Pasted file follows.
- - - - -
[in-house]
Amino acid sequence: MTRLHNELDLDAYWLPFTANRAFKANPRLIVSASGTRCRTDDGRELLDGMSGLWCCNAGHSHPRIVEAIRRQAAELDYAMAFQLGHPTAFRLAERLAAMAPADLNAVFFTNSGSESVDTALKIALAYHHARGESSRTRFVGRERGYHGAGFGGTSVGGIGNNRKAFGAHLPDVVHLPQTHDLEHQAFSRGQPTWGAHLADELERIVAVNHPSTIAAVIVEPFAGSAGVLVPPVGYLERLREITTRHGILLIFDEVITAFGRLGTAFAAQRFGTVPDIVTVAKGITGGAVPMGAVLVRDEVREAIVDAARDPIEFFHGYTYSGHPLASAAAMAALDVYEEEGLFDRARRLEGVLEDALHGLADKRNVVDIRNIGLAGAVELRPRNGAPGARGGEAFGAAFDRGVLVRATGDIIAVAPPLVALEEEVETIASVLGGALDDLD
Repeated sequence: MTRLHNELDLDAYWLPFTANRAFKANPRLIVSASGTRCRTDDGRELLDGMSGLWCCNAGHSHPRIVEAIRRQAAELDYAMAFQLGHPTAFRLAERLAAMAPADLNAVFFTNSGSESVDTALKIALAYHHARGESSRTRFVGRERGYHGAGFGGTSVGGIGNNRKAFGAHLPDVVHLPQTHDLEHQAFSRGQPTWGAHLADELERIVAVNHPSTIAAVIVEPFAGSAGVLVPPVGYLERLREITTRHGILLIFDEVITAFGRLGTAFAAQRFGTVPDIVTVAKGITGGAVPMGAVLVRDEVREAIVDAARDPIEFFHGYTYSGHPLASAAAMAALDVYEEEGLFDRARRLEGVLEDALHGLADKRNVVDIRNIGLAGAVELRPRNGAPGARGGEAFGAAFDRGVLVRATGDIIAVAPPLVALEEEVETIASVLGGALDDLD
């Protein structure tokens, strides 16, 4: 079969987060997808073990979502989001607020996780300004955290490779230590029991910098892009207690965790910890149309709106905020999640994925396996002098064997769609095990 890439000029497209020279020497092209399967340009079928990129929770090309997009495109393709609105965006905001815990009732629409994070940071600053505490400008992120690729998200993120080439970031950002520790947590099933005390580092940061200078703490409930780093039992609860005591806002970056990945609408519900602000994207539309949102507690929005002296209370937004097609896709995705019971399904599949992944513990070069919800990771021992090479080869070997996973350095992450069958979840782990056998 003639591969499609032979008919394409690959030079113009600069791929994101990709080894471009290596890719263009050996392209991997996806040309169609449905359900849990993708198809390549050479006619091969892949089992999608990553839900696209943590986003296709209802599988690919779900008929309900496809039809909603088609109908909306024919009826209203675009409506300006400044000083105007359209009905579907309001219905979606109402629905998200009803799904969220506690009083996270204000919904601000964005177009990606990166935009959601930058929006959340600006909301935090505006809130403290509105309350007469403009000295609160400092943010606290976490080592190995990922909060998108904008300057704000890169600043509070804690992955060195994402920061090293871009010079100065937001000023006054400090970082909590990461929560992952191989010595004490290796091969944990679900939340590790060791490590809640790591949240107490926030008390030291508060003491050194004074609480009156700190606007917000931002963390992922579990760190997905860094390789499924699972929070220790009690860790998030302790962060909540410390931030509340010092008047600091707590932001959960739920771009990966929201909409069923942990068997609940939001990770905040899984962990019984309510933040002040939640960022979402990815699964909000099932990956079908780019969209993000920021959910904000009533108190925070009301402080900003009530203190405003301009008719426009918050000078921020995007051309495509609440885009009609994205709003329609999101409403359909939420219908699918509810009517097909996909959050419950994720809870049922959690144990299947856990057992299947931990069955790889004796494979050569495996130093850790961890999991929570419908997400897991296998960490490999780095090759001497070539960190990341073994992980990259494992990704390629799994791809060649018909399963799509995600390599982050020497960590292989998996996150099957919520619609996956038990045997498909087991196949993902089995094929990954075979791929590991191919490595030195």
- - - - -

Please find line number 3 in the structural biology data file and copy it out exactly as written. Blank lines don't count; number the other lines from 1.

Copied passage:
Repeated sequence: MTRLHNELDLDAYWLPFTANRAFKANPRLIVSASGTRCRTDDGRELLDGMSGLWCCNAGHSHPRIVEAIRRQAAELDYAMAFQLGHPTAFRLAERLAAMAPADLNAVFFTNSGSESVDTALKIALAYHHARGESSRTRFVGRERGYHGAGFGGTSVGGIGNNRKAFGAHLPDVVHLPQTHDLEHQAFSRGQPTWGAHLADELERIVAVNHPSTIAAVIVEPFAGSAGVLVPPVGYLERLREITTRHGILLIFDEVITAFGRLGTAFAAQRFGTVPDIVTVAKGITGGAVPMGAVLVRDEVREAIVDAARDPIEFFHGYTYSGHPLASAAAMAALDVYEEEGLFDRARRLEGVLEDALHGLADKRNVVDIRNIGLAGAVELRPRNGAPGARGGEAFGAAFDRGVLVRATGDIIAVAPPLVALEEEVETIASVLGGALDDLD